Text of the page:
At Credit Karma, we define a “Credit Fumble™” as being the phenomenon where young adults, new to credit and many without any financial education, make largely avoidable financial mistakes. When we finished our recent research into this pattern, even we were surprised to find out that more than two-thirds of young adults we surveyed experienced at least one Credit Fumble before they turned 30.
We’re excited to share this research today, not only because we believe that it finally quantifies a pattern of behavior that has likely been happening for decades, but also because we feel like these mistakes have a long-term impact on people’s lives. It doesn’t have to be this way.
Our research into the Credit Fumble draws upon a recent survey done in partnership with Qualtrics of 1,051 Americans between the age of 31-44, about the trouble they faced managing their personal finances before they turned 30. We looked at this alongside data from our more than 45 million members to put into hard numbers what we’ve long suspected as true: that new-to-credit consumers have the freedom to borrow, but not always the education to manage the responsibility, and it’s taking its toll.
The main takeaways of our Credit Fumble research are:
● More than two-thirds of people surveyed (68 percent) made at least one major Credit Fumble before turning 30: either overspending on credit cards, missing payments, having an account sent to collections or defaulting on a loan.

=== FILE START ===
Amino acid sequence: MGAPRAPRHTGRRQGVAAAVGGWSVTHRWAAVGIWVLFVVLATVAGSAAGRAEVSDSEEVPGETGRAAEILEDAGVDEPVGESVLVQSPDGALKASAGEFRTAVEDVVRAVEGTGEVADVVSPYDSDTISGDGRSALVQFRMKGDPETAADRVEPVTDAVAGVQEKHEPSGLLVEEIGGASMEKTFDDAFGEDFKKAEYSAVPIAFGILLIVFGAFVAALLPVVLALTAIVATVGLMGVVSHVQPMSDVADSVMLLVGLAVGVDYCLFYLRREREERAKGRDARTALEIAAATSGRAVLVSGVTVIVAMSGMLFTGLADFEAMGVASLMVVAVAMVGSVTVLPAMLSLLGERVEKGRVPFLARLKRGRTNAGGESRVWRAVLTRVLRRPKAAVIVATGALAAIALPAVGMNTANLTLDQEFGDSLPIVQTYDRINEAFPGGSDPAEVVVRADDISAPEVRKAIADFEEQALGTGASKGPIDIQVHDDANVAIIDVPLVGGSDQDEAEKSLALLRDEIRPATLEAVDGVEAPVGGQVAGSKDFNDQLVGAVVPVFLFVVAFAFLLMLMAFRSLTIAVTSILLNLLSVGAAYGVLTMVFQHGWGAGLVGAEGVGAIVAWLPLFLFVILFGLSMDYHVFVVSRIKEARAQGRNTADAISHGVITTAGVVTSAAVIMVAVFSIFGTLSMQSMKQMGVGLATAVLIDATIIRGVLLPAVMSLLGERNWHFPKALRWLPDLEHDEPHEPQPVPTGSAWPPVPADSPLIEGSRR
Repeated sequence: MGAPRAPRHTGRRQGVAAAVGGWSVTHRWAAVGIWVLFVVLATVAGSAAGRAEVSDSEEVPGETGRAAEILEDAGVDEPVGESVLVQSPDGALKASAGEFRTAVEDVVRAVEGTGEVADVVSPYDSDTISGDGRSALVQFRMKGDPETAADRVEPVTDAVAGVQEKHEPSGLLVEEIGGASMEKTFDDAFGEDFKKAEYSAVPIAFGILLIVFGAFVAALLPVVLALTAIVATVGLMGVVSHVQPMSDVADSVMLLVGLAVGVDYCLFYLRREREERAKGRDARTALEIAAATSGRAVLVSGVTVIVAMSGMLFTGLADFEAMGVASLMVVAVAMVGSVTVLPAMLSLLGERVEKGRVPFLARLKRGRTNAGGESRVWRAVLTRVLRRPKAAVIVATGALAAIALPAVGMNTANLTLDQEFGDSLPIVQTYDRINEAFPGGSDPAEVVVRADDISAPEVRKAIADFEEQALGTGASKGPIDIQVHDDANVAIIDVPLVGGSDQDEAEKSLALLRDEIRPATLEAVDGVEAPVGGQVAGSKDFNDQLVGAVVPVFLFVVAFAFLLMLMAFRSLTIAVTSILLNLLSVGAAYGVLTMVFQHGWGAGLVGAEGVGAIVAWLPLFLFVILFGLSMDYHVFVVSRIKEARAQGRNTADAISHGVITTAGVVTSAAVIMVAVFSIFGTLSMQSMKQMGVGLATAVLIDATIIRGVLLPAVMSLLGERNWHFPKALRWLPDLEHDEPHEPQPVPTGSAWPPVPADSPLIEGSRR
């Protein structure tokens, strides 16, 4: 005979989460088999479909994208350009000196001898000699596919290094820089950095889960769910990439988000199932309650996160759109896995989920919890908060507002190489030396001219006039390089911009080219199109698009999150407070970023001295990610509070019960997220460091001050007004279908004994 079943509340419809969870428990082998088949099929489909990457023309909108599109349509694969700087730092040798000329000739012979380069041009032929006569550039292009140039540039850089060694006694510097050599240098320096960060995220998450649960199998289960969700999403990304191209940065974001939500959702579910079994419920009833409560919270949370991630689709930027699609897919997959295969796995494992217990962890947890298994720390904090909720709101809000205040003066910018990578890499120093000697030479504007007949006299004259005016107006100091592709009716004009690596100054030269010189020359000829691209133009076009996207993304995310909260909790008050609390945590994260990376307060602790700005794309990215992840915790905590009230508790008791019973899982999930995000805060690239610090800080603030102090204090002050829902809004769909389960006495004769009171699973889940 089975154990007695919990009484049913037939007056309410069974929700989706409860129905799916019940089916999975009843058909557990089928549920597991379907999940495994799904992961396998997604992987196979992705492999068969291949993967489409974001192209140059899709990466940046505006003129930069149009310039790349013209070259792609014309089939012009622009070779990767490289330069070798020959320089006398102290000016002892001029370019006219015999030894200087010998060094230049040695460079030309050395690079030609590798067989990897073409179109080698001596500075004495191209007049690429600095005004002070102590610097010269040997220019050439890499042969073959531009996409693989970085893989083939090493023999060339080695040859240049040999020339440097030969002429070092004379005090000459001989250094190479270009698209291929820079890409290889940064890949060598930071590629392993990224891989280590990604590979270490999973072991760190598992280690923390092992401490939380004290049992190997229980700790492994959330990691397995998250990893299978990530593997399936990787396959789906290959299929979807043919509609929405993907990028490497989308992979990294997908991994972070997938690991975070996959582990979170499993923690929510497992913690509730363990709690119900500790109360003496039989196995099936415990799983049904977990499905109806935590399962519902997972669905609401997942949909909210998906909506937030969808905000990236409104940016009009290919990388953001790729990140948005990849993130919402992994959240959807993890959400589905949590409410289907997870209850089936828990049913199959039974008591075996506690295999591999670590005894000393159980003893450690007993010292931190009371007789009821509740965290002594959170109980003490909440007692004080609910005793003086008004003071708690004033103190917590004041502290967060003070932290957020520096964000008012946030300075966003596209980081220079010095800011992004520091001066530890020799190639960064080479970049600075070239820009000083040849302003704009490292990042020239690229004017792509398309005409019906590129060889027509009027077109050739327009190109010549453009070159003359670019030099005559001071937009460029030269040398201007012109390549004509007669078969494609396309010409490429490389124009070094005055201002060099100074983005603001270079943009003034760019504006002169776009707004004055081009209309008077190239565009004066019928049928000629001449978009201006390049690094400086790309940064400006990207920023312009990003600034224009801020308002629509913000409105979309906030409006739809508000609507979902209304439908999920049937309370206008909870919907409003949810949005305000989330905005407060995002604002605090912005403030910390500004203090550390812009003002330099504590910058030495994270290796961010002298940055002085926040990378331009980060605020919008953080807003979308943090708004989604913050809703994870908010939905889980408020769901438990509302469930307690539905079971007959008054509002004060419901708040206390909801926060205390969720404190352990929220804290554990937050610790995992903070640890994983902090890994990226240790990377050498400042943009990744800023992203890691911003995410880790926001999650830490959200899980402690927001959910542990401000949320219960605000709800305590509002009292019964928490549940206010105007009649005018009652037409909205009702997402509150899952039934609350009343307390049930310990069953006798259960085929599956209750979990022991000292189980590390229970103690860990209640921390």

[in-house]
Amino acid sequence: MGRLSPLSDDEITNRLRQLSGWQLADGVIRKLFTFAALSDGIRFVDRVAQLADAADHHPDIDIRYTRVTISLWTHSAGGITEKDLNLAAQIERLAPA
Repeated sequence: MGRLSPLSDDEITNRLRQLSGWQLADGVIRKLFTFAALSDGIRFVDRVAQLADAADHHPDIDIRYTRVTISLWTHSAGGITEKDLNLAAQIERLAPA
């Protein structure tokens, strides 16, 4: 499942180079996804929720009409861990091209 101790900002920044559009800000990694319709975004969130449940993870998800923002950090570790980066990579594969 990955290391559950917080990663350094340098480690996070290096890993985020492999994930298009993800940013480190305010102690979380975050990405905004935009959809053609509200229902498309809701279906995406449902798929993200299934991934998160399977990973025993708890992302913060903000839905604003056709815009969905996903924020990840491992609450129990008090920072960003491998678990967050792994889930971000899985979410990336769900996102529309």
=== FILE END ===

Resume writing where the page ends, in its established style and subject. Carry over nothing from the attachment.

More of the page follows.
● Three out of four of respondents felt like the financial mistakes they made before they turned 30 had a negative impact on the quality of their life.
● Only 28 percent of people surveyed received some type of personal finance education before college, with the majority of that education (58 percent) coming from parents.
● More than two-thirds of people surveyed (69 percent) did not properly understand what credit scores were when they got their first credit card; 73 percent said that better financial education could have prevented them from making credit-related mistakes.
● These Credit Fumbles make it hard for people to improve their financial situation as an adult: 61 percent of people surveyed were turned down for a credit card after making a Credit Fumble, more than a quarter (26 percent) had to move back in with their parents to recover financially.
The lessons for us are clear. These early credit mistakes are more common than we think and they affect people in very real ways. With better education and learning tools – both for people currently borrowing, and young adults who are or are about to be credit-eligible – this cycle could be prevented.
We think that Credit Karma can be part of the solution. Since 2014, we’ve worked with college and university students across the country to educate young Americans early in their credit life cycle, through our Campus Challenge and Student Ambassador programs. Alongside free credit scores and reports, Credit Karma members have access to friendly, personalized information to help each of them understand and make the most of their individual situation.
If you have experienced a Credit Fumble (or want to avoid one in the future) I encourage you to take a read of our research, and take a look around at the educational content on Credit Karma.